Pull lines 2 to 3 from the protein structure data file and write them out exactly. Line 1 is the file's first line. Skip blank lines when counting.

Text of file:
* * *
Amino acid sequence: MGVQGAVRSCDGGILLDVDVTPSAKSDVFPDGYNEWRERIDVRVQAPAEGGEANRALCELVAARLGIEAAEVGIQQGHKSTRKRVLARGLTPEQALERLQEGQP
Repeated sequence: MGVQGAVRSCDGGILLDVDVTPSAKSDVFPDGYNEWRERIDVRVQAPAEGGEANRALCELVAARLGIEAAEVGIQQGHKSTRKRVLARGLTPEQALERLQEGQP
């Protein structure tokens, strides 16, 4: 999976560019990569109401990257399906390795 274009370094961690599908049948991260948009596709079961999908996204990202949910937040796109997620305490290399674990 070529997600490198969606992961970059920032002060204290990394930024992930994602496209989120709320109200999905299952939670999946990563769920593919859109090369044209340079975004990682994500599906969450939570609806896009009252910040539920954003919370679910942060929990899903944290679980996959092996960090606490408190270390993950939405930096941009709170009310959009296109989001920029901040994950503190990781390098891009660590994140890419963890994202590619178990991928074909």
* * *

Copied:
Repeated sequence: MGVQGAVRSCDGGILLDVDVTPSAKSDVFPDGYNEWRERIDVRVQAPAEGGEANRALCELVAARLGIEAAEVGIQQGHKSTRKRVLARGLTPEQALERLQEGQP
């Protein structure tokens, strides 16, 4: 999976560019990569109401990257399906390795 274009370094961690599908049948991260948009596709079961999908996204990202949910937040796109997620305490290399674990 070529997600490198969606992961970059920032002060204290990394930024992930994602496209989120709320109200999905299952939670999946990563769920593919859109090369044209340079975004990682994500599906969450939570609806896009009252910040539920954003919370679910942060929990899903944290679980996959092996960090606490408190270390993950939405930096941009709170009310959009296109989001920029901040994950503190990781390098891009660590994140890419963890994202590619178990991928074909």